The effects of Hurricane Mitch in 1998 were some of the worst in Honduras history. It resulted in thousands of deaths, over 2 billion dollars in damage, and over 1 million people homeless. Almost 20 years later, unfortunately, not much has changed.
Aware of the devastation is Sarah Wijnen-Reims. She traveled to San Pedro Sula, Honduras, on a Mission Trip to give people a special gift. Not one that is monetary or material — instead, it’s a gift of compassion, the gift of volunteering.
Sarah spent seven days providing a sense of hope and happiness to the people of Honduras. She helped deliver food and water to starving civilians, and even assisted with a toy drive that placed smiles on children’s faces for the very first time.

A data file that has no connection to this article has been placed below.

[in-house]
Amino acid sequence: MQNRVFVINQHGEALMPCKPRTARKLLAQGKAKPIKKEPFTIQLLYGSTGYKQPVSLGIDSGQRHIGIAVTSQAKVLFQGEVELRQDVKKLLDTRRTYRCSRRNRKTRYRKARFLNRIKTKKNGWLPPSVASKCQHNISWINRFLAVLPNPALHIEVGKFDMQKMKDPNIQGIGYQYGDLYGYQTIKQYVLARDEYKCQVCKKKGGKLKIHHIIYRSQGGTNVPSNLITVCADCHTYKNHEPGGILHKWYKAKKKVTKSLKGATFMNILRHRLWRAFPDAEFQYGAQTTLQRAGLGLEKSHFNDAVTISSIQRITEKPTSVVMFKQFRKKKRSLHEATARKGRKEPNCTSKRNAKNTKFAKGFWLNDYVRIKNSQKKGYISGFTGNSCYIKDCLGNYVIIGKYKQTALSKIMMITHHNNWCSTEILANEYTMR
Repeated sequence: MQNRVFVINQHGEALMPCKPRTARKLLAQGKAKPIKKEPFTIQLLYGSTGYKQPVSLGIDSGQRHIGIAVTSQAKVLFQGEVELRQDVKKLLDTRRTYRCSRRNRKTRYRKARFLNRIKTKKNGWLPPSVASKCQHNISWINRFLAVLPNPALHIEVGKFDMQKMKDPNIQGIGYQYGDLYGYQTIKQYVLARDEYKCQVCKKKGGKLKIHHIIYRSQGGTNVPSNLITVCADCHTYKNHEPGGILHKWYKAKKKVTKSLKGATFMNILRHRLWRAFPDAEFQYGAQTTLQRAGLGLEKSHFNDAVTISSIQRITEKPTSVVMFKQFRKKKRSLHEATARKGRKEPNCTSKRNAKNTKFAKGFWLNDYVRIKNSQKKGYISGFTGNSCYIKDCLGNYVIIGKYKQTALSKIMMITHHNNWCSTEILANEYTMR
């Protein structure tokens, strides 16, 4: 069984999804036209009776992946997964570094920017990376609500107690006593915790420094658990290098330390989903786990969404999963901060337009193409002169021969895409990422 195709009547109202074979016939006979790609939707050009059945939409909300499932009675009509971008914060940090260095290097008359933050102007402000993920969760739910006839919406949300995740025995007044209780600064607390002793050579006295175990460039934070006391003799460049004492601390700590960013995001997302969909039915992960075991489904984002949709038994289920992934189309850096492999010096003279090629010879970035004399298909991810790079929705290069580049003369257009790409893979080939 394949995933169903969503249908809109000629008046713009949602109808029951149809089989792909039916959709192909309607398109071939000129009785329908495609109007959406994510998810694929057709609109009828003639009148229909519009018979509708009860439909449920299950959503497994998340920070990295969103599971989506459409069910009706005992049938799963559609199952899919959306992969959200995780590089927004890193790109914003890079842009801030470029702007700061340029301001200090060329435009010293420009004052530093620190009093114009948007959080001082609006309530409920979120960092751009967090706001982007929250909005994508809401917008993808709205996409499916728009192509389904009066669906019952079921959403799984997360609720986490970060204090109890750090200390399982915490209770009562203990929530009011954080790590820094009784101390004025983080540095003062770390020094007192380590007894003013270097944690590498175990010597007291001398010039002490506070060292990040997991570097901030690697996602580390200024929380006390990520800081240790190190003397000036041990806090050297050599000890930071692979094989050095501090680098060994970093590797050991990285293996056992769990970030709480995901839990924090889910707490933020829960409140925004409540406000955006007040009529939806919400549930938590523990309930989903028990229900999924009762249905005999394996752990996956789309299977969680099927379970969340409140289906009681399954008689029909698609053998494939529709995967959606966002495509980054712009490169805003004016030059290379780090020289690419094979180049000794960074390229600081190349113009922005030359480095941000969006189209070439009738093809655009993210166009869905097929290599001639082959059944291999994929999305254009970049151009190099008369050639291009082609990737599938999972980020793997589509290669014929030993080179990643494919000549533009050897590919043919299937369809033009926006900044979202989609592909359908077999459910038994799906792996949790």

With the devastation still existing two decades later, it’s going to take a unified effort to restore Honduras. And that effort, as Sarah has shown, comes in the form of volunteering.
“I try to tell my children always to give more than what is expected,” says Sarah. “Because someday you may find yourself in a situation where you may need a helping hand.”
With Sarah preaching to her daughters the importance of volunteering, they have fully adopted the act of selflessness. So much so that they are paving their own path as volunteer vanguards.
Sarah is plagued with a rare blood disorder called ITP, characterized by a low count of platelets in the blood which can cause excessive bleeding. Wanting to assist, her daughter organized a blood drive at the Central Blood Bank in Pennsylvania resulting in 25 blood donations.
Whether it’s helping restore land in Honduras, or organizing blood drives domestically, the gift of volunteering is truly a gift that keeps on giving.